Final Report: Low-Cost Retrofit Emissions Control in Off-Road SourcesEPA Contract Number: EPD10023
Title: Low-Cost Retrofit Emissions Control in Off-Road Sources
Investigators: White, James H.
Small Business: Eltron Research & Development Inc.
EPA Contact: Manager, SBIR Program
Project Period: March 1, 2010 through August 31, 2010
Project Amount: $69,999
RFA: Small Business Innovation Research (SBIR) - Phase I (2010) RFA Text | Recipients Lists
Research Category: SBIR - Emission Reductions and Biofuels , Small Business Innovation Research (SBIR)
This Phase I program addressed the development and demonstration of a heterogeneous catalyst for promoting the post-combustion removal of NOx from diesel sources without the use of supplemental fuel, ammonia, or urea. This approach is advantageous when compared to selective catalytic reduction (SCR), for example, in that atom economy is improved (stoichiometric ammonia or other reagents are unnecessary) and the costs of reagents eliminated. Additionally, application to area (mobile or small, widespread) sources is far more attractive than the alternative SCR, SNCR, and NSR processes. It was anticipated that the proposed approach would achieve project objectives by utilizing selected metal nitrides as supports for metals and/or metal oxides. Heterogeneous catalyst candidates for this application were selected on the basis of previous results which were, in turn, identified on the basis of optimal oxygen and NOx binding as well as combustion activity or efficient reagent (i.e., CO or hydrocarbons for passive catalytic reduction) utilization for application under net oxidizing conditions, which is appropriate for effectively promoting NOx reduction in the exhausts of real combustion sources. Phase I identified novel catalyst materials that when used in monolithic form, demonstrated useful activity in real diesel exhaust and were estimated to be more cost effective than existing approaches for retrofit applications in non-highway (off-road) diesel sources.
Key Phase I findings were as follows:
- Validated previous bench (simulated exhaust) results obtained with silicon nitride supported metal.
- Synthesized existing Eltron catalyst compositions and derivatives of these compositions using wetness impregnation methods.
- By screening catalyst candidates in simulated exhaust (400 ppm NO, 400–600 ppm ethylene, 8%O2, and 3% H2O at 250oC and 112,500h-1), identified optimal compositions. A non-crystalline main group nitride material proved to be the best catalyst support.
- Preferred supported metal catalyst materials gave up to 70% conversion of NOx under the above conditions, far better than any other material. Preferred metal oxide materials gave up to ~37% NOx conversion under the same conditions.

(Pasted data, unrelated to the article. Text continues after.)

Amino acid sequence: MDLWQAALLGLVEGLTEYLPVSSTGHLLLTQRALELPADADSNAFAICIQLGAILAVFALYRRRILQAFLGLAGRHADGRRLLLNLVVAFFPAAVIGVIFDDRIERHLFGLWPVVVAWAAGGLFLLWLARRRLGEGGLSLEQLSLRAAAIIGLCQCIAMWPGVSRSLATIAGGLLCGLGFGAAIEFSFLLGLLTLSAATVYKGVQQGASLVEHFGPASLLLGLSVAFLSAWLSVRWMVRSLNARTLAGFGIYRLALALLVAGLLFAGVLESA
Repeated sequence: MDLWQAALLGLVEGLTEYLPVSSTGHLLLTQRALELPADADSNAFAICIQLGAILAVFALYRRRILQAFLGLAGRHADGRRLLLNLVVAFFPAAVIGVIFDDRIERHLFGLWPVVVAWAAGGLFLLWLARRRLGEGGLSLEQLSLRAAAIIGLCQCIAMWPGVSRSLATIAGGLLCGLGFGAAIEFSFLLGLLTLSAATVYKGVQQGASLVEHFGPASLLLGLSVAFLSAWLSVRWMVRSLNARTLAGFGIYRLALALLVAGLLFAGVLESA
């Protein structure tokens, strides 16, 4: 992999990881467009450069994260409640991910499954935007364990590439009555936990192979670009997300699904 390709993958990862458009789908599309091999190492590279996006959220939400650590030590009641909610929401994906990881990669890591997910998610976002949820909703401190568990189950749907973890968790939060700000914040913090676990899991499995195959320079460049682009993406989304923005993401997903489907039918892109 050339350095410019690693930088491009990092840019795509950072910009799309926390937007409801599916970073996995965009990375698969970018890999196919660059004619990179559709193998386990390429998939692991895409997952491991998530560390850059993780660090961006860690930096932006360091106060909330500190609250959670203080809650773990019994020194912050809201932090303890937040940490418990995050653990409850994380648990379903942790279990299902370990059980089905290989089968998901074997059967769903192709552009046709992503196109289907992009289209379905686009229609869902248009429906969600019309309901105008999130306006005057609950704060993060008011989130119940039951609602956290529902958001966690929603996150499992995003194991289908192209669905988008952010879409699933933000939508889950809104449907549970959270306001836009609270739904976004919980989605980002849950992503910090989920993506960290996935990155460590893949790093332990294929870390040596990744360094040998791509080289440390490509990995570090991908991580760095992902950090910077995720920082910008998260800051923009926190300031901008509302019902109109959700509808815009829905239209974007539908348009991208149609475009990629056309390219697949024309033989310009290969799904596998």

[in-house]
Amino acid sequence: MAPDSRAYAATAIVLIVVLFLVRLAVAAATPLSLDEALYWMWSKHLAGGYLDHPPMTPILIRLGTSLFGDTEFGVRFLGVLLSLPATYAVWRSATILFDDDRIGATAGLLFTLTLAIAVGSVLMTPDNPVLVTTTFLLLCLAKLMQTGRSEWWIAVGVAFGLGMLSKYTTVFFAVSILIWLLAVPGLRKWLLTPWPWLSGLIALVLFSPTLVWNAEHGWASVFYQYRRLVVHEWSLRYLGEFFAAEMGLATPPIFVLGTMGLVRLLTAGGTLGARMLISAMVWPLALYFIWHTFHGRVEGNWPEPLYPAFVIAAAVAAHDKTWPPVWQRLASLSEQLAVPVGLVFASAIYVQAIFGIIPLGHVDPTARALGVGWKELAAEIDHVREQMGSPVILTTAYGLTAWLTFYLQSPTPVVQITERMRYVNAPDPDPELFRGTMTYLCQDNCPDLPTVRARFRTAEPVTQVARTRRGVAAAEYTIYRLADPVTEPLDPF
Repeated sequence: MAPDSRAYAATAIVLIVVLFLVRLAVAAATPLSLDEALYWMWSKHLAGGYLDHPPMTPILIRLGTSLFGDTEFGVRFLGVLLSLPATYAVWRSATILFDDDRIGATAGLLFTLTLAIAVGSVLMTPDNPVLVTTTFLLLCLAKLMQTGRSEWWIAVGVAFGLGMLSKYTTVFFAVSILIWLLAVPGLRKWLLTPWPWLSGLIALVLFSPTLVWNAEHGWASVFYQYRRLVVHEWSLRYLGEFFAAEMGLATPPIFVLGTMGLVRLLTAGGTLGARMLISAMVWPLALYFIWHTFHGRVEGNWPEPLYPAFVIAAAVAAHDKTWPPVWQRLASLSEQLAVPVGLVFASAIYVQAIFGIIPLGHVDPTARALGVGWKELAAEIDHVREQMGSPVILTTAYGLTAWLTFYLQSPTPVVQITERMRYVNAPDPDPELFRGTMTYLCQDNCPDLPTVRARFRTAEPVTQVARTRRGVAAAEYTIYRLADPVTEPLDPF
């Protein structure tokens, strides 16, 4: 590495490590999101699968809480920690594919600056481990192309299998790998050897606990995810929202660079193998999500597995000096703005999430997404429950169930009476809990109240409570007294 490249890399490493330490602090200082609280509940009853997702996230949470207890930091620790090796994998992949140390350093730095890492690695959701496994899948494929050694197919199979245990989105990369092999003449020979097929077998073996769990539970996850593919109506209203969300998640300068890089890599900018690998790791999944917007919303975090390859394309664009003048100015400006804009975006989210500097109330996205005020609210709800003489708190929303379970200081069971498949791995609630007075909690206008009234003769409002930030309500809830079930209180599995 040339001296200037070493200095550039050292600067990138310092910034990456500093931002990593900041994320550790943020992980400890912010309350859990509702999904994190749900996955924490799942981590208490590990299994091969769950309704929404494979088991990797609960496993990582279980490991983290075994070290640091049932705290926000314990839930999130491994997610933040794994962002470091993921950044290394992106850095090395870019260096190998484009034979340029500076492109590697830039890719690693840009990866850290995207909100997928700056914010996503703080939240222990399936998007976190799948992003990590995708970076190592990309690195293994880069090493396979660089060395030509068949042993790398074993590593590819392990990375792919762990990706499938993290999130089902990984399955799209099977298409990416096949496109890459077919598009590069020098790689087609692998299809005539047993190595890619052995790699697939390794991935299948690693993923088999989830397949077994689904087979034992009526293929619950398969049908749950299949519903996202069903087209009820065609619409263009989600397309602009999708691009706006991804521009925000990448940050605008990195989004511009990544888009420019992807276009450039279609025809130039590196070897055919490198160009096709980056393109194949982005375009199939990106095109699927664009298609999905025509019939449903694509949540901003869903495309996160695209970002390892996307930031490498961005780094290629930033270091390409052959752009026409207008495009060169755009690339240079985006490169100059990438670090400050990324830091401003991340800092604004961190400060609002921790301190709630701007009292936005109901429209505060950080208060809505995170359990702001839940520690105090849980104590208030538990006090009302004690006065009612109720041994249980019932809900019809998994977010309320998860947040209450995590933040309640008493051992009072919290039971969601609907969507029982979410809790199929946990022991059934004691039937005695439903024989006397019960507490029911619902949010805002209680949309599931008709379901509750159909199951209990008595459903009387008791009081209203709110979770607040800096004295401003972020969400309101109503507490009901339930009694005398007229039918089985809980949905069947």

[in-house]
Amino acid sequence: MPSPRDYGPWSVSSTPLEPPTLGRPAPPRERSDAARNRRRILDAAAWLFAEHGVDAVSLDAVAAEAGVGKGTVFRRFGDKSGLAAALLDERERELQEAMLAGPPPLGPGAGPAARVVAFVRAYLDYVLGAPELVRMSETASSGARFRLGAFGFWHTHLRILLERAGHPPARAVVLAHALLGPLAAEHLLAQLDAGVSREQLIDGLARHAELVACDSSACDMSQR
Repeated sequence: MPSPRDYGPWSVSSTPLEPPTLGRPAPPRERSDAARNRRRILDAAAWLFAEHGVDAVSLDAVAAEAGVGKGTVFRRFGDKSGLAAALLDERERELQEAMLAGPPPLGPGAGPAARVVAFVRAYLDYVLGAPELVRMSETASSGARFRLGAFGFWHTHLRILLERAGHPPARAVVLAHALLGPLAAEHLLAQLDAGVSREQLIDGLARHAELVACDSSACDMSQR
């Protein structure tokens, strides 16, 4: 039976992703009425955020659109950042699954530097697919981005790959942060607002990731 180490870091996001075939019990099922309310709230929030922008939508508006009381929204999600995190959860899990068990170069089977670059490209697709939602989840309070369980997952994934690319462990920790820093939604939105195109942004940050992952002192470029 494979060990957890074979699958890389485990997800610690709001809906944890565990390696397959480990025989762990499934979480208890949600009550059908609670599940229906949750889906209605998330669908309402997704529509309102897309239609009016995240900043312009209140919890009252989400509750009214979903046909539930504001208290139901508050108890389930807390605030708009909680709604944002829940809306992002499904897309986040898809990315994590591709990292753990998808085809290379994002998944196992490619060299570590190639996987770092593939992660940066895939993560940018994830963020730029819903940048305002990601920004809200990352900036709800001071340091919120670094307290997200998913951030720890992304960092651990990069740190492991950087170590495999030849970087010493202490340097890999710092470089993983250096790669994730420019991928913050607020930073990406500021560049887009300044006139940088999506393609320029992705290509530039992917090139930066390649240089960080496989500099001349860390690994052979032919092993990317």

- Temperature dependence of catalyst activity in diesel exhaust was investigated between 250 and 400oC. Supported metal and supported metal oxides both gave a temperature window in which activity was essentially constant. For example, the best supported metal catalyst gave a maximum conversion at ~360oC of ~36% and a minimum of 32% at 250oC.
- Lead candidate catalyst materials were optimized for activity. Little improvement was obtained with the metal oxide system.
- The 3 best catalyst candidates were incorporated onto metal (fecralloy) honeycomb monoliths.
- Monoliths were tested under fixed conditions (i.e., fixed load of 1000W) in the exhaust of a single cylinder, four stroke diesel engine. Preferred candidates identified on the basis of activity exhibited and catalyst adherence to monolith.
- Preferred candidate monoliths were evaluated as a function of engine load, temperature, distance from the engine, and time on-line. The best candidate monolith identified incorporated a supported metal catalyst and displayed NOx conversion of more than 38% without activity loss over 16 hours. One monolith was cumulatively used in diesel exhaust for up to 21.75 hours without major activity loss.
- Average NOx emissions over the range 0 to 1.75kW were less than < 1.5g/bhp • h.
- Use of a supported metal catalyst with biodiesel gave essentially the same overall performance as that obtained with low sulfur diesel.
- Cost of monolith catalyst was estimated to be only about one-fifth that of existing diesel NOx abatement approaches.
The most significant observations of Phase I were thus the identification of the most active metal catalyst to date and tentative evidence of longevity. Additionally, reduction of NOx emissions from a real non-highway diesel source to within some EPA standards (Tier 3) was realized.
Results of Phase I strongly support the concept proposed, i.e., metal nitride supported metals and metal oxides as passive NOx catalysts for non-highway diesel applications. Activity obtained and reasonable cost suggest that further development is warranted, particularly when combined with other emerging technologies.